The MotoGP field is made up mainly of Ducatis which includes eight (four teams of two) out of the 21 participants of the elite class. It was a mix bag of results for the Italian manufacturer (who have been surrounded by media attention as 2015 MotoGP Champion Jorge Lorenzo has just signed a two year contract to join them) at the Circuito de Jerez where the best result came from factory Ducati rider Andre Iannone.
Iannone claimed the best Ducati result in seventh
Iannone finished in seventh behind the other factory teams including Yamaha, Honda and Suzuki (a bike that is in only its second season since returning to the championship). Speaking after the race the Italian rider said he “didn’t expect such a difficult weekend.” He only managed to qualify in 11th on the grid which he said “penalised” him; his highest place previous to the race at Jerez was ninth.
Iannone made a poor start and felt in the early stages of the race the Desmosedici GP bike “was not at its best.” He was able to improve his pace though and progress through the field In the later stages. He said, “A seventh place is for sure not our target, but we took home some important points for the championship.”
Iannone has collected too DNFs so far this season after crashing out in Qatar, and Argentina where he also took out his teammate Andrea Dovizioso on the last lap. He has only collected 25 points so far this season despite being set for some podium places in previous rounds and is 57 behind leader Marc Marquez (Repsol Honda).
Another DNF for Dovizioso as bad luck continues
Unfortunately for Dovizioso, his bad luck followed him to Jerez. The Italian claimed second place in the first round at Qatar, since then he has failed to collect many more championship points. He missed out on a podium in Argentina when Iannone crashed into him on the last corner of the race; he salvaged three points finishing in 13th by pushing his bike over the line.
At the Circuit of the Americas in Austin it was very apologetic Repsol Honda rider Dani Pedrosa who crashed into him in a similar incident to that, with his teammate and he was unable to finish. Jerez, a chance to start again, and the Italian was forced to retire with 18 laps remaining due to an issue with the rear of his bike; Eugene Laverty raised his hand on track to confirm to the Italian that there was an issue.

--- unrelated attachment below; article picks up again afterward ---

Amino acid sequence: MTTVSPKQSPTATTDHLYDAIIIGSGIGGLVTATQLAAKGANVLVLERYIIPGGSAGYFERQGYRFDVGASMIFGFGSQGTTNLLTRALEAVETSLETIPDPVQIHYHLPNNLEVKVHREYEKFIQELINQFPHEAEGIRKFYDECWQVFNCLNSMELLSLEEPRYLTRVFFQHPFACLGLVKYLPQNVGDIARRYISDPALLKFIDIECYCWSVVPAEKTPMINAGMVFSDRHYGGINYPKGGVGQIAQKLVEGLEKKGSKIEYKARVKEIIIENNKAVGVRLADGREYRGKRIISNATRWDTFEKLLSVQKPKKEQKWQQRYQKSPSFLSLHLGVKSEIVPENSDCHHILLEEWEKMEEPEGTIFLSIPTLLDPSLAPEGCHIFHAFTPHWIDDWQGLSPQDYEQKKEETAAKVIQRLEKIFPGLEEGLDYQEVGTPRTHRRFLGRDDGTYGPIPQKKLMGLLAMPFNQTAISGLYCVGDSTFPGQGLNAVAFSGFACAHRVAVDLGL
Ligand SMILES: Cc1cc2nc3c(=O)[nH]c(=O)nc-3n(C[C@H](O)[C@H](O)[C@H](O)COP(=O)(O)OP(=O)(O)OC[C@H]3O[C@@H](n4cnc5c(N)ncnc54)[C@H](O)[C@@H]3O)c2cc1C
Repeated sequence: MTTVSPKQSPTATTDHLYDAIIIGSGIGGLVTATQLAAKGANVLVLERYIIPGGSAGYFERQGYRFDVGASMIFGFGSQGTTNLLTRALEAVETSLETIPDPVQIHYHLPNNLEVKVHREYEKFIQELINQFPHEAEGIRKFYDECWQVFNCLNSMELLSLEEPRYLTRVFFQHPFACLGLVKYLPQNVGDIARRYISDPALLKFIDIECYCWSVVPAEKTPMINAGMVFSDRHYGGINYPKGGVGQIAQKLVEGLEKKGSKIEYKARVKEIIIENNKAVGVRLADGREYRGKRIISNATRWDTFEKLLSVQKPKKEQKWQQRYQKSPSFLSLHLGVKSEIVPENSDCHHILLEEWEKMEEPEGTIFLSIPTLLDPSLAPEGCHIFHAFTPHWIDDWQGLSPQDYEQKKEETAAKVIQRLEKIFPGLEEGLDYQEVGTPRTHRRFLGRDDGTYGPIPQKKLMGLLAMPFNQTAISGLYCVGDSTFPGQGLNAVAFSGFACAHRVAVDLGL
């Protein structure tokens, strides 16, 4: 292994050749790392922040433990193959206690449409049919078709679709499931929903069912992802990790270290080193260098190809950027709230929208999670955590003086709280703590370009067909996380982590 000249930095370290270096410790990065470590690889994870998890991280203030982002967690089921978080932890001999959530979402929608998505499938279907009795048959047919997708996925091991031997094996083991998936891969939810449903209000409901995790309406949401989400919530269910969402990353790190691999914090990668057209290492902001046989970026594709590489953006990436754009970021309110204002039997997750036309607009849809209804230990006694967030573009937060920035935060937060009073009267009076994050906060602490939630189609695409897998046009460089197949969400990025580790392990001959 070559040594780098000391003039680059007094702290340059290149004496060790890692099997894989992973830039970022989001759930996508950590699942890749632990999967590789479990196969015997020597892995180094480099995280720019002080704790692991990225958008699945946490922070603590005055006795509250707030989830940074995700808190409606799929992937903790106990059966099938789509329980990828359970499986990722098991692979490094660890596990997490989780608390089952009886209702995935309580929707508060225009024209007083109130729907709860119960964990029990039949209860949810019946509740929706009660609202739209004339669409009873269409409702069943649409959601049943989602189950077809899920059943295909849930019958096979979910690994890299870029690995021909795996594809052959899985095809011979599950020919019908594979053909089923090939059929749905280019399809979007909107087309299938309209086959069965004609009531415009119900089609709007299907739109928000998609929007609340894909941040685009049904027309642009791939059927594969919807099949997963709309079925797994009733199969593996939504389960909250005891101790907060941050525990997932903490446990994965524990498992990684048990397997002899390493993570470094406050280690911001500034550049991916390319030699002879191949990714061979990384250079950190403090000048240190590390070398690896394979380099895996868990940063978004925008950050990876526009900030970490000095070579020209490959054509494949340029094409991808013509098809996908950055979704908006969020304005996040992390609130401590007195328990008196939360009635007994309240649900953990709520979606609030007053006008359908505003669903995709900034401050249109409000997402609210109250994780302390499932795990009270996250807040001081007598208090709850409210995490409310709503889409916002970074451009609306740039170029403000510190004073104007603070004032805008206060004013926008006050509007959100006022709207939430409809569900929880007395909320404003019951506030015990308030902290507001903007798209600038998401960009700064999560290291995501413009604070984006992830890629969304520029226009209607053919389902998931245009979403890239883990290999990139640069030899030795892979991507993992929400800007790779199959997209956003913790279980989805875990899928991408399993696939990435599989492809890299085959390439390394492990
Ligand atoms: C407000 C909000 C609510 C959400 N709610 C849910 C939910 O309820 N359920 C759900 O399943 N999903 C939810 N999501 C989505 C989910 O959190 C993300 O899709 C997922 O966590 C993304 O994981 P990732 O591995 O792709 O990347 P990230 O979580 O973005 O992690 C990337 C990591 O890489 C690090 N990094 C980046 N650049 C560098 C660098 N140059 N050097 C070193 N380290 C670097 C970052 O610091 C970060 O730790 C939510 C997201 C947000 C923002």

Another close call for Dovizioso
Dovizioso spoke of how failing to collect any points in the fourth round was “the last thing he needed.” The issue during the race turned out to be the water pump, he said “Some water came out and finished on the rear wheel,” this meant that he “almost crashed three times” so he felt the best thing was to retire.
Trying to remain positive about his disappointing season, where his future with the team could be in doubt due to the factory team needed to make room for Lorenzo, Dovizioso said, “We are working well, my feeling with the bike is good and this is the most important thing for me.” At Jerez he felt, “we never managed to be as competitive as in the first three GPs.”
Remaining hopeful over his future he said: “On a personal level it’s important for me to be sure that I haven’t made any errors in the last three races and this gives me the confidence to try and be competitive again immediately, starting from Le Mans.” He is 11th in the championship due to his second place finish in Qatar.
Laverty had another fantastic performance
Out of the independent Ducati teams it was Irishman Eugene Laverty who was the fastest in Jerez after finishing in ninth position (second fastest independent rider). He received a new clutch just before practice and claimed “The bike was fantastic and this is a great result for us.”
Barbera struggled with the Ducati during a difficult race
Hector Barbera (Avintia Ducati) also claimed the fourth round at Jerez to be “very difficult race” despite him describing the weekend as “almost perfect”; he finished in tenth which he felt was “a little disappointing.” He felt that the increase in temperature on race day meant he “struggled with the traction control” and said that it was “cutting too much power.”
Barbera said he “tried all of the mappings” he had available for the race but said that “none of them worked.” He felt he was “losing time on every corner exit” and that he was “not able to attack in the braking points.” The Spaniard said, “I was not comfortable riding the bike and I’ve been fighting the whole race.”
Barbera knows that collecting points towards the championship and remaining in the top ten is the best he and his team could do in Jerez. He feels he should be finishing between fifth and tenth position but ahead of the next round in Le Mans, France, he said they have to “go one step back with the electronics” to try and resolve the change they made in Argentina that he feels does not work.
Baz was focused on finishing the race